People think I'm nuts for my power system... but it works. Here is my dedicated panel showing the isolated ground bar.... where I have dedicated grounds going to each receptacle in my system traveling back to a main bus. This bus is isolated from earth ground in the panel using isolation mounting blocks and this ground bar is connected to the ground rod outside where the earth ground is also connected. My ground rod(s) are the main common point and this connection is IN THE GROUND. I have both the isolated ground wire from the busbar and the common earth ground wire from the panel attach to a single ground rod that is kept very short and uses a large #2 cable. Then I have TWO more ground rods installed forming a triangle that are spaced 10' apart and those are connected together using a 2/0 cable.

I do not use surge protection and do not use UPS equipment.
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post #30 of 59 Old 12-17-15, 10:55 AM Thread Starter
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Re: Is Your System's Noise Floor Low Enough?

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...most all noise.... can be eliminated through proper grounding.
I completely agree. And the grounding system you describe sounds exemplary, and it is always better to keep noise low through using such practices, but I am also confident that very few listening or home theater rooms have a grounding system like the one you describe. Just like most rooms do not have ideal acoustical symmetry or ideal acoustical treatment. In the case of grounding, it promotes a quiet system while being safer than lifting grounds, another good reason to do it that way, but even so there are probably only a few who would go to the trouble.

It is a reality in our hobby that few users have the luxury of having ideal anything in their systems. Most start from a best they can do on a budget perspective and have to do some bandaid work from there. But your description of an ideal grounding system is much appreciated and is useful for all to keep in mind as the ideal and as a goal when the opportunity arises.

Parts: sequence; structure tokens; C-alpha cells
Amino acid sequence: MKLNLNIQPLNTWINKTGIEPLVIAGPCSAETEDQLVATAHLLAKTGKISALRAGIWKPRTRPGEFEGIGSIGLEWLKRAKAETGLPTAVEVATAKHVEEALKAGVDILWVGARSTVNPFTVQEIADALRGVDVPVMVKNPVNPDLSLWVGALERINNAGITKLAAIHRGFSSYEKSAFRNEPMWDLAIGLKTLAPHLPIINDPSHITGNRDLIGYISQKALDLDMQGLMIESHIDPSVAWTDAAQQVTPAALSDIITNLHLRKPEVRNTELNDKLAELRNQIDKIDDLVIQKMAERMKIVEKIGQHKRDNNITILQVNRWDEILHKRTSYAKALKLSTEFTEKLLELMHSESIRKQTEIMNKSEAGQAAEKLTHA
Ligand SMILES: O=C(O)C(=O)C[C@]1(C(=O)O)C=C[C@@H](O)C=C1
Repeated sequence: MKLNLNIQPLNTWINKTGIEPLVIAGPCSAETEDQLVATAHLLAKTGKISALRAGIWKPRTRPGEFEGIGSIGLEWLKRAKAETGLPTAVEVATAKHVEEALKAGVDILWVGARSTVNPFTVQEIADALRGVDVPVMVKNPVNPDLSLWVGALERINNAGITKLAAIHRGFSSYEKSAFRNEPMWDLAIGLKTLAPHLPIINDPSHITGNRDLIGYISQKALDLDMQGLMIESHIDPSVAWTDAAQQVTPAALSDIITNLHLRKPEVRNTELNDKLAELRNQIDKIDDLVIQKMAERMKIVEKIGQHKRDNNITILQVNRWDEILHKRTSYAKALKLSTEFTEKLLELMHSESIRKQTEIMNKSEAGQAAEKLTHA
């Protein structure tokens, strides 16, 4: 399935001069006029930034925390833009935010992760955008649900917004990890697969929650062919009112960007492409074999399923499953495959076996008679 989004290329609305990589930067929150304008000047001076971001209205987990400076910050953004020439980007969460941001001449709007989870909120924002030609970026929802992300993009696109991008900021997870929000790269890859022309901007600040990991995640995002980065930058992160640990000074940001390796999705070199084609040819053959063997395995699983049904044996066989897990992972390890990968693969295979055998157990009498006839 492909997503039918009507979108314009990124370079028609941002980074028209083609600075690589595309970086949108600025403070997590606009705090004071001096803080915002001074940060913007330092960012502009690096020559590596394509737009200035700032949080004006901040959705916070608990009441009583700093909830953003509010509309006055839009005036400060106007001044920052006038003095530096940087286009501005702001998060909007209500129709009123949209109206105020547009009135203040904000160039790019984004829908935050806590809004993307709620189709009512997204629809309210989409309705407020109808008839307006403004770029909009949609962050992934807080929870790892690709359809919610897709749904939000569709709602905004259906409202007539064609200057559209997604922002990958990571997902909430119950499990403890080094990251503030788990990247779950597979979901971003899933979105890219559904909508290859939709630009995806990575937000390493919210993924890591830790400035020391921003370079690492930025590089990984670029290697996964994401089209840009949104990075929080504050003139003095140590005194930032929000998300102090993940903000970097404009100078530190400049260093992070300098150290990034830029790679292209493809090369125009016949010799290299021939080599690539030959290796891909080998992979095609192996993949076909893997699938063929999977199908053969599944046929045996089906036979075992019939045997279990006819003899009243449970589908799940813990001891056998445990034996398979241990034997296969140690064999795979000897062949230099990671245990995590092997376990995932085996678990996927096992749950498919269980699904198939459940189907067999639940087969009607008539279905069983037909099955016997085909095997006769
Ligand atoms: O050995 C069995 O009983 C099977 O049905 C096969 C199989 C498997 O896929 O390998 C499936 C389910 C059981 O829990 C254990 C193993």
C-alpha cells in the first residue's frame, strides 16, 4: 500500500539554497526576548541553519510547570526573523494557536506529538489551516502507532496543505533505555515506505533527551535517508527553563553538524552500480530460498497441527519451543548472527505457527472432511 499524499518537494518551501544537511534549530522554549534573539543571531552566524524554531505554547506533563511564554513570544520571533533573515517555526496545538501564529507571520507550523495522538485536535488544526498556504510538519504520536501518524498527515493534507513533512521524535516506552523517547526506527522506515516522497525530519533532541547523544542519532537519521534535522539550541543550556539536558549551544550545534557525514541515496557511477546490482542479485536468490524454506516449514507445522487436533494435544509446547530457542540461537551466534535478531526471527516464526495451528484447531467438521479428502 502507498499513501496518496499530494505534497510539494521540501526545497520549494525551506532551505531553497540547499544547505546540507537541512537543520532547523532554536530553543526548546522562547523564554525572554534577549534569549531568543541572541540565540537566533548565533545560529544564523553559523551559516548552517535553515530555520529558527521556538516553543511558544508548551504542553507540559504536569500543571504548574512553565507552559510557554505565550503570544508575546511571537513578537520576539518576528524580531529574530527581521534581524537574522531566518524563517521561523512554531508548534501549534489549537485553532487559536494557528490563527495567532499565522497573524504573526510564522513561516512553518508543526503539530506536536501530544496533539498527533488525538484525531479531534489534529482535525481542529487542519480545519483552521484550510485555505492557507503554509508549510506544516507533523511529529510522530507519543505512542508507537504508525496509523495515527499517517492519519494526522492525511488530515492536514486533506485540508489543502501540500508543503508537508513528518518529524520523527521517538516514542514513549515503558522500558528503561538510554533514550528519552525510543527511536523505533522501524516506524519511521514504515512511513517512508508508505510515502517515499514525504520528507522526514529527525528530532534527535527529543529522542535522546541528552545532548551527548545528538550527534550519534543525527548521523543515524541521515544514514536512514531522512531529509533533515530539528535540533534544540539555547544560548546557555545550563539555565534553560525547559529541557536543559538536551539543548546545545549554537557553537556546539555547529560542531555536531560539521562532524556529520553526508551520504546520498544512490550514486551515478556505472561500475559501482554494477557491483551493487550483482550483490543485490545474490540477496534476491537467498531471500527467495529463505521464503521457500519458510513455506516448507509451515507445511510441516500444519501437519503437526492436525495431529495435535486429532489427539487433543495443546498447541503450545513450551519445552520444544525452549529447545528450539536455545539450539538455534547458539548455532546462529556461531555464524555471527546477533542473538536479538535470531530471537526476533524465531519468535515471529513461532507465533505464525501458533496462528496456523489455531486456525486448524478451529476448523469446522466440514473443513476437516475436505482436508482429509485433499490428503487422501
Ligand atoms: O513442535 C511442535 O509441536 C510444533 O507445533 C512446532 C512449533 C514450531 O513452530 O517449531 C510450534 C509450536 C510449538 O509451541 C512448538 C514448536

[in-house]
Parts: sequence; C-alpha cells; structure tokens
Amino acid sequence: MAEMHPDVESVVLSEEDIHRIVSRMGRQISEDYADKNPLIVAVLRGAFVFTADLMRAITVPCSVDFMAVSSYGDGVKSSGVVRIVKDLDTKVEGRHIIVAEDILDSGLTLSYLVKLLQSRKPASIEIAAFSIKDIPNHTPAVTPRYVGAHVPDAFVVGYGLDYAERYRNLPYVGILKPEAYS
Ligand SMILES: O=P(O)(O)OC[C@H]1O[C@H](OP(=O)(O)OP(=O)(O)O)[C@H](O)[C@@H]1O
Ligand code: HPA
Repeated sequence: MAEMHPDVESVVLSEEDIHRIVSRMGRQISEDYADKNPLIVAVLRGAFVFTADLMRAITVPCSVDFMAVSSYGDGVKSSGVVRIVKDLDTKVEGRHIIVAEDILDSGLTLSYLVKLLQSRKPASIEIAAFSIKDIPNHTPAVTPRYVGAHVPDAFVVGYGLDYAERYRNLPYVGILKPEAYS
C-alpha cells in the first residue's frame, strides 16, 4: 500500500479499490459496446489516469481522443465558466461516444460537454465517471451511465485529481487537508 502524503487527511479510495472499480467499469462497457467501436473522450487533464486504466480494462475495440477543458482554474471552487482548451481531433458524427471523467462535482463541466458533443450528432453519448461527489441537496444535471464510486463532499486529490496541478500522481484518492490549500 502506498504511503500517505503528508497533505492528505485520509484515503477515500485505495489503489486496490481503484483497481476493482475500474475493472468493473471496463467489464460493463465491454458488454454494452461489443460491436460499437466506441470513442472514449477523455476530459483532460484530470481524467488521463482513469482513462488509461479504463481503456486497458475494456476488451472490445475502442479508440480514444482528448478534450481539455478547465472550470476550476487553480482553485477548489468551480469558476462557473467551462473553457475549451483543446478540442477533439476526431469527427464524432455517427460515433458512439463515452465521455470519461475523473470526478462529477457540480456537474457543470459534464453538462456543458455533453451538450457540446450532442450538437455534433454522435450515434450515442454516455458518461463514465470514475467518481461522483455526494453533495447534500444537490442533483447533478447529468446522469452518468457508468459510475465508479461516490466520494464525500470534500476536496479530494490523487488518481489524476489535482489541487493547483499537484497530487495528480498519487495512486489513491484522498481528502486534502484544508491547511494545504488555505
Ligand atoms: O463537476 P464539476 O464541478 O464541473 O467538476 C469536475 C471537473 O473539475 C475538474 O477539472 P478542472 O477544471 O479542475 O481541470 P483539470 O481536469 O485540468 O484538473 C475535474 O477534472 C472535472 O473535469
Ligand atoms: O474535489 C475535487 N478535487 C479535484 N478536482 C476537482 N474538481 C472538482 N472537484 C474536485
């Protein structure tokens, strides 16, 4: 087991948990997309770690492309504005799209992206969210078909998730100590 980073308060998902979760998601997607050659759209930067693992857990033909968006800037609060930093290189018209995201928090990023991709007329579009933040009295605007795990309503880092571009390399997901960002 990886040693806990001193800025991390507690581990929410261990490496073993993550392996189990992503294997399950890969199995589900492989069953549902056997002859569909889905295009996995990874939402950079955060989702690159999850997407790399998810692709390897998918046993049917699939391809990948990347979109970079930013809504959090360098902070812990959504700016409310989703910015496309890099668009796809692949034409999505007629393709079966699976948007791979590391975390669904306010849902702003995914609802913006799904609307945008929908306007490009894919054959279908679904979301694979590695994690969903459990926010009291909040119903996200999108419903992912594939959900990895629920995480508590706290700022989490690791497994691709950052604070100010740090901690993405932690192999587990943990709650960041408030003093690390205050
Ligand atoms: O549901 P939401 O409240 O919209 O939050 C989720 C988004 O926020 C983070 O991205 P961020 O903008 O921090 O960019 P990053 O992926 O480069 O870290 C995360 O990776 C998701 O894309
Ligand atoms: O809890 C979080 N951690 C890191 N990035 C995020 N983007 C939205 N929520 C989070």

Quote:
Some devices only promote. UPS equipment being one of them. I've designed my power system feeding my equipment to be that of an isolated ground type. It works... when done right. Noise you are hearing are without a doubt caused by something... and typically it's the noise on shields and/or high frequency noise on the a/c line being present because the grounding system is not up to par to dissipate this.
I would not say that UPS equipment only promotes, implying that there is only downside and no upside. UPS in my case is for my Windows desktop machines - I have two - and helps prevent operating and file system corruption in the event of power outage. A well-designed UPS can be fairly quiet in terms of HF noise generation. Mine is used only for those two computers, the rest of my audio equipment runs on the same outlets/circuit but not off of the UPS.

I readily agree that typical UPS equipment can be a source of noise, and might not even keep a computer from shutting down the way it is supposed to. Mine is designed to provide a pure, low-distortion sine wave output when the input power disappears, and I have tested it to be effective in running my systems safely.

Another point not yet mentioned, that I learned the hard way (a long, painful story) is that all of the equipment in an audio and/or computer system should run off of the same power phase. Most homes are supplied from a 240 V two-phase transformer. So there are two phases available in a house at its outlets. Without a voltmeter, one cannot tell if two sets of outlets, even in the same room, are on the same phase or on the opposing phases. I always check with a voltmeter. Measuring from hot to hot will show the 240 V value if two sets of outlets are on opposing phases. This can cause noise and even equipment damage where sensitive inputs in equipment on one phase are driven from outputs on the opposing phase. Some will argue that it should not be a problem, I can testify from first hand experience that it can be a cause of equipment damage.

Talley, I appreciate your post and your comments and perspectives, and I am not arguing with anything you have said - except on the UPS point a little - simply clarifying a few points.